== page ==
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(Credit: Universal Pictures)


The 10 best opening scenes in cinema history


First impressions are everything, making the start of any movie one of the most important moments of any film. Whether a filmmaker is trying to envelop the viewer into the thematic world of their creation or attempting to give an early impression of the film’s intricate characters, there are many different ways a compelling introduction can welcome us into the world of the film.

Of course, different films will attack their introduction in different ways, Wes Craven chose to hark back to the terror of Alfred Hitchcock with Scream in 1996, killing off his lead marketable star to state that fact that his subversive film would not be playing by the rules of the horror genre. Meanwhile, for Francis Ford Coppola, he scored the introduction of his war movie Apocalypse Now with ‘The End’ by The Doors, an eerie way to kick off his brutal film about the loss of humanity in the face of violence.

Many hundreds of films have been able to capture their audience in a single rousing opening scene, with the aforementioned movies being joined by David Lynch’s Blue Velvet, Paul Thomas Anderson’s There Will be Blood and the Coen brothers’ No Country for Old Men, yet, unfortunately for them, none of these films make the top 10 cut. 

The 10 best opening scenes in cinema history

10. Goodfellas (Martin Scorsese, 1990)

Whilst inspired by the films of Francis Ford Coppola, there’s no doubt that Martin Scorsese had a significant hand in transforming the American gangster genre. Revitalising the taste for such cinema after a period of stagnation, Scorsese’s iconic 1990 movie introduced audiences back into the world of tailor-made suits, smart cars and backstabbing with a scene equally hilarious as it is downright sinister. 

Driving in his car along the desolate streets of outer New York, Henry (Ray Liotta), James (Robert De Niro) and Tommy (Joe Pesci) hear something rattling around as they drive. Pulling over they open the boot and see a tied up victim still fighting for his life, standing over him they brutally put him out of his misery before Henry famously states, “As far back as I can remember, I always wanted to be a gangster”. 

9. Touch of Evil (Orson Welles, 1958)

When flashy technology wasn’t available at a filmmaker’s disposal, any monumental cinematic achievement was seen as something of a feat of artistic greatness. Even to this very day, the work of Orson Welles on the introduction of Touch of Evil is bafflingly impressive, welcoming the audience to his crime-noir with an intense, complicated one-take mastermind.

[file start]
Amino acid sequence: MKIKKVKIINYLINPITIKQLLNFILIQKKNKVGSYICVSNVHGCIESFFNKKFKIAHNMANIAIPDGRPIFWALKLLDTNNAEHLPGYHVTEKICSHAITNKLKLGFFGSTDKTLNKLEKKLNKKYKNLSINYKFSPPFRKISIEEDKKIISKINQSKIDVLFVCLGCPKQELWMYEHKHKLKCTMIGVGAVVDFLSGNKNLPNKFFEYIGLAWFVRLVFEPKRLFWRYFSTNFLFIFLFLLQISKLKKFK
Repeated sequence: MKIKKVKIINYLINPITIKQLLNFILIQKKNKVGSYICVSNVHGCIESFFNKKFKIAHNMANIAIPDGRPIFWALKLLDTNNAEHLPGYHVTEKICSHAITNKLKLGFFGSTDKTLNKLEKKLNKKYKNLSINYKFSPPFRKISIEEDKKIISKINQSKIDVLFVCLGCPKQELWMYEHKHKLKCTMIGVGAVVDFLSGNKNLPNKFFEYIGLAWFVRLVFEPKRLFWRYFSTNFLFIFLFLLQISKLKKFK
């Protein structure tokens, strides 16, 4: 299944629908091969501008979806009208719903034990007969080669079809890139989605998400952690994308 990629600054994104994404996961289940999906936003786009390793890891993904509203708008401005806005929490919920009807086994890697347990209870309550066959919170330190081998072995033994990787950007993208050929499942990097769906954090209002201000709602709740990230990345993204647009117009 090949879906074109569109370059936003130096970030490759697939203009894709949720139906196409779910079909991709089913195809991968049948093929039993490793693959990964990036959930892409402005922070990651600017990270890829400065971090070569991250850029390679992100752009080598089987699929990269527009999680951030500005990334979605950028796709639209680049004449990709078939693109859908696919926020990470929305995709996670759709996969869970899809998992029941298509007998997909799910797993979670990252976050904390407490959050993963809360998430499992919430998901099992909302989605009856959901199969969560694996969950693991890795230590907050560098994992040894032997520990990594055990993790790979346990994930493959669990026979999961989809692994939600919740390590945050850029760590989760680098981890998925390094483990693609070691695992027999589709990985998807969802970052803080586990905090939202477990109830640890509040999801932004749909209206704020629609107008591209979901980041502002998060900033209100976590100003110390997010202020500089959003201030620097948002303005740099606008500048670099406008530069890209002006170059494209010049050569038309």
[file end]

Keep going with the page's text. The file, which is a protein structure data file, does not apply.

Ambitious and intricate, the shot is a technical marvel with Welles’ crane shots delicately gliding over the houses and overpasses to capture a scene that brims with tension. 

8. The Godfather (Francis Ford Coppola, 1972)

“I believe in America,” Don Vito Corleone’s begging associate pleads from across the table of the intimidating crime boss at the start of Francis Ford Coppola’s all-encompassing masterpiece. Every element of quality cinema comes together in this introduction as Coppola toys with his subjects and slowly transitions the camera away from the focus of the man, and onto the powerful process of Corleone.

Here, we can truly appreciate the potency of The Godfather’s protagonist, as well as the might of Marlon Brando’s effortless performance, elevated by his improvised decision to scoop up the stray cat from the studio floor. He is a man of both elegance and terrifying power. 

7. Jaws (Steven Spielberg, 1975)

Changing the face of commercial Hollywood cinema, Steven Spielberg’s Jaws introduced the American movie industry to the idea of a ‘blockbuster’, creating a movie that captured the imagination of a whole generation. Unlike the mutated modern blockbuster, however, Spielberg spiked his film with genuine artistic class, with the start of his terrifying shark-based horror movie starting with a brutal attack in the water. 

Visceral and truly disturbing, the scene shows a young girl being stalked and killed by a shark in the water, whilst her lover fails to see her struggles from the shore. As has been written about the film for decades, it’s what you don’t see in Spielberg’s classic movie that makes it such a terrifying watch to this very day.